Baiting a Brookie

Baiting a Brookie: The wildflowers of Western North Carolina’s mountain streams
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Ancient History - Mountain brook trout are genetic descendants of Artic Char that once swam in the Gulf of Mexico. 

Brook trout are Savelinus fontinalis. Say the name softly. Feel their poetry. They are the trout of spring (fontinalis), the wildflowers of our high Blue Ridge streams. Though indeed they are springtime creatures and members of the Salmonidae family of fishes, brook trout are not trout. They belong to the char genus—Savelinus. The other trout found in Western North Carolina’s mountains belong to two other families: Salmo trutta, brown trout native to Eurasia, and Oncorhynchus mykiss, rainbow trout native to the western U.S.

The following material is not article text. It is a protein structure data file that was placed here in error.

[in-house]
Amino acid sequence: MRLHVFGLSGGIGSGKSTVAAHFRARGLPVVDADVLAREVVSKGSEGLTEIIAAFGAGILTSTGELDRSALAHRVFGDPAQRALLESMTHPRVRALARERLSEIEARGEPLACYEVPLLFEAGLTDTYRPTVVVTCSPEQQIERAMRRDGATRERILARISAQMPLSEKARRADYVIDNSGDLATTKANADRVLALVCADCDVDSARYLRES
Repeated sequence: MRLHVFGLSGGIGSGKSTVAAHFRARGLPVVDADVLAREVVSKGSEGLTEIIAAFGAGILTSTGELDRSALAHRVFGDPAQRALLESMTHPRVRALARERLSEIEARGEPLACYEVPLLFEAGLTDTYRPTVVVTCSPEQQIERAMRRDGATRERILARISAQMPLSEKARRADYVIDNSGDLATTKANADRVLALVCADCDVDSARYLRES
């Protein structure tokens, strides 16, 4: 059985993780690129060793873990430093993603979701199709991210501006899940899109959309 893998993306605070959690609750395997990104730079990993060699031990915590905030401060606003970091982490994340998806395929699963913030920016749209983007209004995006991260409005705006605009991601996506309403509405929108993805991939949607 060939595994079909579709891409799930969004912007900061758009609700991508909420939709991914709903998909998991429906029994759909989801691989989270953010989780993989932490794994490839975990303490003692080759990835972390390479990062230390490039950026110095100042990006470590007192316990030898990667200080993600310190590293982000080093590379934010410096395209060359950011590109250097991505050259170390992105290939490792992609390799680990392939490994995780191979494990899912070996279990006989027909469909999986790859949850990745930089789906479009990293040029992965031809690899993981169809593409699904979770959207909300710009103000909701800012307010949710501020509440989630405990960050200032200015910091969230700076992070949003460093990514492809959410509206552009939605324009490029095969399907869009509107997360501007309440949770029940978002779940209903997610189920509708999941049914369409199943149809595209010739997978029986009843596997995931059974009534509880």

Char tend to have very dark backs and flanks polka dotted with reds, yellows, and blues. When they spawn in the fall, their bellies turn as orange as maple leaves in autumn. Trout are lighter in color, with rainbows more silvery and browns tawny like burnished gold. The coloration of all three is more vivid on wild fish bred in their streams than those reared in hatcheries and released for us to catch.

(Left) Keeping Track - Trout biologists use electro-shocking, that doesn’t harm the fish, to determine brook trout populations; (Right) Travel On - To reach creeks high in the Blue Ridge, Artic Char were driven by global warming during the ice ages.